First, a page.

Being a teenager is hard enough, throw in a divorce and, well, it's like adding fuel to a fire. Ronnie is experiencing the typical life of a 17 year old, just waiting to turn 18 and live her own life her way. She is hanging with the wrong crowd and in the rebellious stage constantly arguing with her mom. Three years earlier her Dad left and she hasn't spoken to him since. When her parents decide Ronnie and her brother should spend their summer vacation with their Dad, you can imagine how happy it made her. Surprisingly, over the course of the summer Ronnie not only falls in love, she discovers herself.
As a parent, there are so many things you want to shelter your children from. There is the desire to share your stories in hopes that they learn from your mistakes and yet some lessons that just can't be taught. Ronnie's Dad allowed her the freedom to evolve from the resentful teenager to the loving, caring, intelligent woman that was always present and it was beautiful to read. You are left with a feeling that everything works out in the end.
Reading Nicholas Sparks, I knew Kleenex would be a requirement. What I didn't know was when and for how long! Let's just say that the last 1/4 of the book took twice as long to read as I attempted to wipe away tears, a runny nose & read through blurry eyes.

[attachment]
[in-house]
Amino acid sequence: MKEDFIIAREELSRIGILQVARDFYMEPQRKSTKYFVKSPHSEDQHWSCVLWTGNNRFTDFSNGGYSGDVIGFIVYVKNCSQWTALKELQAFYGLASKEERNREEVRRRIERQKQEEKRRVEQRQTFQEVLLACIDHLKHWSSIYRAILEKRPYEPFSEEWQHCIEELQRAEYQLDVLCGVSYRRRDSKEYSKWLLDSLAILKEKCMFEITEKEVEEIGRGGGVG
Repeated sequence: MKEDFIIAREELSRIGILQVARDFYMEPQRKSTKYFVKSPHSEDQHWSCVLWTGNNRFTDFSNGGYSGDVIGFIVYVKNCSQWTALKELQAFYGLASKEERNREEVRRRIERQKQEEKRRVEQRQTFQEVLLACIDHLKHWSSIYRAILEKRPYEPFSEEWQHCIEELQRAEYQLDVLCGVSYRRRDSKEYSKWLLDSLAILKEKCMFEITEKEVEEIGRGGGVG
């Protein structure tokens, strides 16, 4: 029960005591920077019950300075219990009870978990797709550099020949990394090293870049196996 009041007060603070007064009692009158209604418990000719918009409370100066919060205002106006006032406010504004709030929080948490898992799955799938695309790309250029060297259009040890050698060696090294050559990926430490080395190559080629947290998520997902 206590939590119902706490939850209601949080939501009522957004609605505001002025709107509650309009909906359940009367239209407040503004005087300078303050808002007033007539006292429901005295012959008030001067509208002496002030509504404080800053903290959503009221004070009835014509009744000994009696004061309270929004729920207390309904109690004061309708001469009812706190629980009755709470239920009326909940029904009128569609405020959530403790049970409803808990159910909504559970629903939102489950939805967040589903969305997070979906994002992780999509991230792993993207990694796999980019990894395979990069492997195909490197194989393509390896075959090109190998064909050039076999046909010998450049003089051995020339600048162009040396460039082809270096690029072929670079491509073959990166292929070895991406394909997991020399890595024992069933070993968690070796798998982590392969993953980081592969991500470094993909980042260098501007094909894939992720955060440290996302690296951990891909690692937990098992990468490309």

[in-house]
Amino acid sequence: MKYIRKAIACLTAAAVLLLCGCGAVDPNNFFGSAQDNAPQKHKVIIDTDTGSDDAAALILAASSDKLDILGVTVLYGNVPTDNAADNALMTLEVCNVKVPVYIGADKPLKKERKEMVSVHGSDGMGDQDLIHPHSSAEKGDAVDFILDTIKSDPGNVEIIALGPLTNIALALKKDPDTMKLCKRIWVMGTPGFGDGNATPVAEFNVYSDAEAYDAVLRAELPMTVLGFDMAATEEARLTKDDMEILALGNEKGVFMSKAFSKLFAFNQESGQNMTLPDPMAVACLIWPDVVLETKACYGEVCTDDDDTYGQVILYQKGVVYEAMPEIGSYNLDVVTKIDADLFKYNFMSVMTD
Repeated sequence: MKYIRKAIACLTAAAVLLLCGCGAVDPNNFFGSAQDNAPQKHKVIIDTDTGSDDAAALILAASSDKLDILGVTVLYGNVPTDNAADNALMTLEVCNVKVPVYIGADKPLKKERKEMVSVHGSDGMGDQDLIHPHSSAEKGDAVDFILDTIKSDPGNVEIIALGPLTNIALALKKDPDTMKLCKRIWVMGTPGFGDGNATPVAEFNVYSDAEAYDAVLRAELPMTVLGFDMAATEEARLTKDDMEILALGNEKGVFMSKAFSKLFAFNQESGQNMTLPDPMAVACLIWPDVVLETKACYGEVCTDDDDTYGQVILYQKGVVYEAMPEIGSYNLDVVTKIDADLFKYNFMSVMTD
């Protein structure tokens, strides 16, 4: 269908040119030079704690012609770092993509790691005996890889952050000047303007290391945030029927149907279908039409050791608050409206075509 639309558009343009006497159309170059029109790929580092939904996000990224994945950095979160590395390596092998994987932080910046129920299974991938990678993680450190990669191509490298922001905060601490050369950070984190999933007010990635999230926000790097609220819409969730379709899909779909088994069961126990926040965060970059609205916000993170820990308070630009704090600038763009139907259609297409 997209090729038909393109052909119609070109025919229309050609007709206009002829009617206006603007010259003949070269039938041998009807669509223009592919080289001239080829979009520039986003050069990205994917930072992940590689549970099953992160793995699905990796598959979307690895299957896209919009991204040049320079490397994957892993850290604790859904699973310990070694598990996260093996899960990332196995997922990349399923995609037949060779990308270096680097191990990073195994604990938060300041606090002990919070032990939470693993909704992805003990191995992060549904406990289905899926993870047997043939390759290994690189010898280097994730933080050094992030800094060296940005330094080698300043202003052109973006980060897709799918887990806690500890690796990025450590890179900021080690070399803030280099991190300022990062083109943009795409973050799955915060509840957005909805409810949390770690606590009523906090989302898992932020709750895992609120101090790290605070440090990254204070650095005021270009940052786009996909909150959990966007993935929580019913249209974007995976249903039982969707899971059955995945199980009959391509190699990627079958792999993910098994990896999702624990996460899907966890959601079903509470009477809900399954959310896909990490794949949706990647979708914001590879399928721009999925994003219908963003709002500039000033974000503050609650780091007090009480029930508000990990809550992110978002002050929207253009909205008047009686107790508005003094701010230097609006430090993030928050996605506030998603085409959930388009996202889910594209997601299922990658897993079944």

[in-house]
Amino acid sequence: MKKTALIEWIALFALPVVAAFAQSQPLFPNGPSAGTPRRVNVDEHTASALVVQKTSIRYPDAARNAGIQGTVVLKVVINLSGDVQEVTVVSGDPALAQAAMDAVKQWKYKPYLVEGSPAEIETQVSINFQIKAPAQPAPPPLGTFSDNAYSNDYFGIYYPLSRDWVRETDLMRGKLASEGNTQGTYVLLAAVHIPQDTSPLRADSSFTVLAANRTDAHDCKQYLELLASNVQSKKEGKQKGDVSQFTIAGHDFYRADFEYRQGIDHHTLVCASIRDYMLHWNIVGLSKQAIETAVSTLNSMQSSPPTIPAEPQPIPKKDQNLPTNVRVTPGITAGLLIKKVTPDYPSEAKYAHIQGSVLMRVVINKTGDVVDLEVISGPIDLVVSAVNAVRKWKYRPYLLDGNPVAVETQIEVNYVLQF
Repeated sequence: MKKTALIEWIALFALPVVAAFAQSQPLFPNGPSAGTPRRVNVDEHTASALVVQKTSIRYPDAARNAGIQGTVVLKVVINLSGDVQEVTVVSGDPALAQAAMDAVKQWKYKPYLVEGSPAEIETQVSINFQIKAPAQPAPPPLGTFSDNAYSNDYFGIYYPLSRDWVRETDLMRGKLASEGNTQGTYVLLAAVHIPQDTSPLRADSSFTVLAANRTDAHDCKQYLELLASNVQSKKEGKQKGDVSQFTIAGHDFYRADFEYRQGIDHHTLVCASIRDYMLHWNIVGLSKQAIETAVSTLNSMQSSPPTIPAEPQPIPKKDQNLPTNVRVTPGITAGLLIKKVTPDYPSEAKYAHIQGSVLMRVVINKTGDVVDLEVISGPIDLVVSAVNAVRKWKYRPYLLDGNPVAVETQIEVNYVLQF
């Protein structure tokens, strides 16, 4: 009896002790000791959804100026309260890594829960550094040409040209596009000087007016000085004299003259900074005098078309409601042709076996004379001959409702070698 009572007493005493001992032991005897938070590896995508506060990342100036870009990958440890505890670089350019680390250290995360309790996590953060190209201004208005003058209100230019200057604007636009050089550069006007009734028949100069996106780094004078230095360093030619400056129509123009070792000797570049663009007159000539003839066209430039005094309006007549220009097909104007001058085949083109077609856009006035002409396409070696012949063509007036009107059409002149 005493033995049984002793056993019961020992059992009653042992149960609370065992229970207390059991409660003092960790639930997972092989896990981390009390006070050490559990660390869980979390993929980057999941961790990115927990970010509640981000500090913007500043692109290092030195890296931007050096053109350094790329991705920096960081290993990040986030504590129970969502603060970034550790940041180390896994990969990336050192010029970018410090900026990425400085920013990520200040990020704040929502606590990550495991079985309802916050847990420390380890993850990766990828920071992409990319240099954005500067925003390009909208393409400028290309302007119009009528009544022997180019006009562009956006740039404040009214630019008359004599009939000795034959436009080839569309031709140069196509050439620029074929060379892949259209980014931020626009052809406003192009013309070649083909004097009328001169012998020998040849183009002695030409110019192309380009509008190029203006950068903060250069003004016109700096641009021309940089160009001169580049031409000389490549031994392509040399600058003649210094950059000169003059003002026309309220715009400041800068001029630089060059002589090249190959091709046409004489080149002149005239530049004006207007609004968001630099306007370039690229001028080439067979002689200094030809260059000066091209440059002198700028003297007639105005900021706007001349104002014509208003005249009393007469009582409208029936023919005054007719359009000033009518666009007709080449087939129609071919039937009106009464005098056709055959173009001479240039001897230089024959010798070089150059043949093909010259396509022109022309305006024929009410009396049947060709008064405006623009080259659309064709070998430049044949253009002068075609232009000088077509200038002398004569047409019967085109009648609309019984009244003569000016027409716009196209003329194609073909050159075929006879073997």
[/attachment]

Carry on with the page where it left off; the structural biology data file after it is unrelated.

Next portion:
click here for your chance to win a copy of The Last Song
But what does all right mean? What is this thing all right? I don't understand.
I see the world as an empty place alone and that I've been cut in half, always searching, always looking for something and never finding it. I've come close a lot of times but then it's nothing again, it always turns into nothing but the search. (pg 42, ISBN 978-1-58195-225-4)
Throughout our lives, one hopes to find that special person: you understood each other completely, they hold your head when your sick, bring you flowers and leave gifts for no reason, comfort you and tell you no one can harm you as long as they're around. But what happens when the love of your life is your flesh and blood brother?
Playing House is a deeply disturbing story narrated by a traumatized woman. She can't live her life without longing to be with the one person she can't have, her brother. Starting at the age of nine, the sexual relationship with her brother robbed her of her childhood and ultimately a normal life. Life is but a blur and although she later marries, he is a stranger that sleeps beside her at night. He was a good man who tried to rescue her but with each attempt, he pushes her further and further away. Nothing could fix her, she is broken and too far gone.
The foreword by Philip Roth had my stomach in knots. I must admit that parts of the book I had to skim over as they were way too disturbing and I couldn't bring myself to read them. You know you've just read a powerful book when at the end, you're left feeling exhausted.
other reviews on Playing House worth checking out:
Friday, September 4, 2009
Recommended for: mystery lovers and fans of the Bones T.V. show (though not to be compared as the show was inspired by Reichs and only borrows the main character)
Had I been grabbed at home? On the street? In my car? Outside the Edifice Wilfrid-Derome? Inside the lab?